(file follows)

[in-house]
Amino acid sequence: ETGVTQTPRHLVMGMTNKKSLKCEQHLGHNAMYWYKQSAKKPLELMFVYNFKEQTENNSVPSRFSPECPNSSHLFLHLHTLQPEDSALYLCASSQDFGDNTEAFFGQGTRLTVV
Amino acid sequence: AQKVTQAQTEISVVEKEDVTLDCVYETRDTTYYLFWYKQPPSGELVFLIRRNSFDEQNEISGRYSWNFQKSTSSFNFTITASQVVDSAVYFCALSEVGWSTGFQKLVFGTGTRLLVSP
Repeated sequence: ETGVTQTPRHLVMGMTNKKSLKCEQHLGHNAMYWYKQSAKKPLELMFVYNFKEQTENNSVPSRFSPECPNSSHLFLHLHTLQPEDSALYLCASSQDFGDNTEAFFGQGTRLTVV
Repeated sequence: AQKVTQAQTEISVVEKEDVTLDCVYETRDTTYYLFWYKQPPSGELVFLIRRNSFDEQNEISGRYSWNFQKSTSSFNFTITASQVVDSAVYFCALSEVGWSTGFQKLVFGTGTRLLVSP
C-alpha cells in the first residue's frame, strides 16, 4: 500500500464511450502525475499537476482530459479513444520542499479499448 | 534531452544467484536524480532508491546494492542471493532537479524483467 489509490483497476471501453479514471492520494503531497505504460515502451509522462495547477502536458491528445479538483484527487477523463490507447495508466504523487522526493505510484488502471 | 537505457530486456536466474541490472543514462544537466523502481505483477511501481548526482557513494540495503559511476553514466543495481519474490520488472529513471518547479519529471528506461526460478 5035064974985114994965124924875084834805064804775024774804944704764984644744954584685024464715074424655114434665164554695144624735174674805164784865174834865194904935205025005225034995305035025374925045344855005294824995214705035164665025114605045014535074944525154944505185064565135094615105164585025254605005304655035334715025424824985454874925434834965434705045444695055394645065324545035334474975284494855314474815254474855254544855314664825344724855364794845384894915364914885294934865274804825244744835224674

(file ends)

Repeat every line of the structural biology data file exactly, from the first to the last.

[in-house]
Amino acid sequence: ETGVTQTPRHLVMGMTNKKSLKCEQHLGHNAMYWYKQSAKKPLELMFVYNFKEQTENNSVPSRFSPECPNSSHLFLHLHTLQPEDSALYLCASSQDFGDNTEAFFGQGTRLTVV
Amino acid sequence: AQKVTQAQTEISVVEKEDVTLDCVYETRDTTYYLFWYKQPPSGELVFLIRRNSFDEQNEISGRYSWNFQKSTSSFNFTITASQVVDSAVYFCALSEVGWSTGFQKLVFGTGTRLLVSP
Repeated sequence: ETGVTQTPRHLVMGMTNKKSLKCEQHLGHNAMYWYKQSAKKPLELMFVYNFKEQTENNSVPSRFSPECPNSSHLFLHLHTLQPEDSALYLCASSQDFGDNTEAFFGQGTRLTVV
Repeated sequence: AQKVTQAQTEISVVEKEDVTLDCVYETRDTTYYLFWYKQPPSGELVFLIRRNSFDEQNEISGRYSWNFQKSTSSFNFTITASQVVDSAVYFCALSEVGWSTGFQKLVFGTGTRLLVSP
C-alpha cells in the first residue's frame, strides 16, 4: 500500500464511450502525475499537476482530459479513444520542499479499448 | 534531452544467484536524480532508491546494492542471493532537479524483467 489509490483497476471501453479514471492520494503531497505504460515502451509522462495547477502536458491528445479538483484527487477523463490507447495508466504523487522526493505510484488502471 | 537505457530486456536466474541490472543514462544537466523502481505483477511501481548526482557513494540495503559511476553514466543495481519474490520488472529513471518547479519529471528506461526460478 5035064974985114994965124924875084834805064804775024774804944704764984644744954584685024464715074424655114434665164554695144624735174674805164784865174834865194904935205025005225034995305035025374925045344855005294824995214705035164665025114605045014535074944525154944505185064565135094615105164585025254605005304655035334715025424824985454874925434834965434705045444695055394645065324545035334474975284494855314474815254474855254544855314664825344724855364794845384894915364914885294934865274804825244744835224674